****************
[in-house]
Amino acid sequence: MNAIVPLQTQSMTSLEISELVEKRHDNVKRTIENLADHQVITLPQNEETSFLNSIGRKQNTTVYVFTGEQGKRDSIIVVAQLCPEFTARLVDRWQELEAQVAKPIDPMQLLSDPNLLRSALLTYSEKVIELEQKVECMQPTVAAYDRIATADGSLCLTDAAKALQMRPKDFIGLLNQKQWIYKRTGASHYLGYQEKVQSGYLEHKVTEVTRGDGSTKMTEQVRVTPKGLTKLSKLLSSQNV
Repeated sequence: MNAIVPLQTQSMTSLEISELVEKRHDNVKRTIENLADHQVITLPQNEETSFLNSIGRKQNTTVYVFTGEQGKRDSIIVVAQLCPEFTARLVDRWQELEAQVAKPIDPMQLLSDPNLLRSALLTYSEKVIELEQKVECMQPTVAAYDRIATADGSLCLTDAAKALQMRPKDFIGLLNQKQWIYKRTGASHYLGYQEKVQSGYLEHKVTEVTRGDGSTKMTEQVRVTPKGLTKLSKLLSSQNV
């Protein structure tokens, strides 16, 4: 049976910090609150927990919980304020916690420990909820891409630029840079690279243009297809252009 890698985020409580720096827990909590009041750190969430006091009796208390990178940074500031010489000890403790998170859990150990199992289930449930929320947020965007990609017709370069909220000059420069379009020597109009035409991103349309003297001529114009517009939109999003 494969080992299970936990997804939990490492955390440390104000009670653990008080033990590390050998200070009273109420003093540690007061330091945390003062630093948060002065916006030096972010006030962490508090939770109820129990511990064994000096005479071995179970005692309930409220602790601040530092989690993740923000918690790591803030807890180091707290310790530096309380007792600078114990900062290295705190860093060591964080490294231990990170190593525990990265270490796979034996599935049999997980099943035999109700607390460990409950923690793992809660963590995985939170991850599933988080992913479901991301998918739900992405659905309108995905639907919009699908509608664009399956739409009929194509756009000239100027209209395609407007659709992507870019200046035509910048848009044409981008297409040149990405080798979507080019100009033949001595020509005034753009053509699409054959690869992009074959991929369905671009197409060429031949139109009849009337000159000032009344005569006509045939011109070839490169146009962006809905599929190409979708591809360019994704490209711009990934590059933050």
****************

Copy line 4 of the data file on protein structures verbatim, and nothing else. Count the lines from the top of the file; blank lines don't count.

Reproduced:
């Protein structure tokens, strides 16, 4: 049976910090609150927990919980304020916690420990909820891409630029840079690279243009297809252009 890698985020409580720096827990909590009041750190969430006091009796208390990178940074500031010489000890403790998170859990150990199992289930449930929320947020965007990609017709370069909220000059420069379009020597109009035409991103349309003297001529114009517009939109999003 494969080992299970936990997804939990490492955390440390104000009670653990008080033990590390050998200070009273109420003093540690007061330091945390003062630093948060002065916006030096972010006030962490508090939770109820129990511990064994000096005479071995179970005692309930409220602790601040530092989690993740923000918690790591803030807890180091707290310790530096309380007792600078114990900062290295705190860093060591964080490294231990990170190593525990990265270490796979034996599935049999997980099943035999109700607390460990409950923690793992809660963590995985939170991850599933988080992913479901991301998918739900992405659905309108995905639907919009699908509608664009399956739409009929194509756009000239100027209209395609407007659709992507870019200046035509910048848009044409981008297409040149990405080798979507080019100009033949001595020509005034753009053509699409054959690869992009074959991929369905671009197409060429031949139109009849009337000159000032009344005569006509045939011109070839490169146009962006809905599929190409979708591809360019994704490209711009990934590059933050």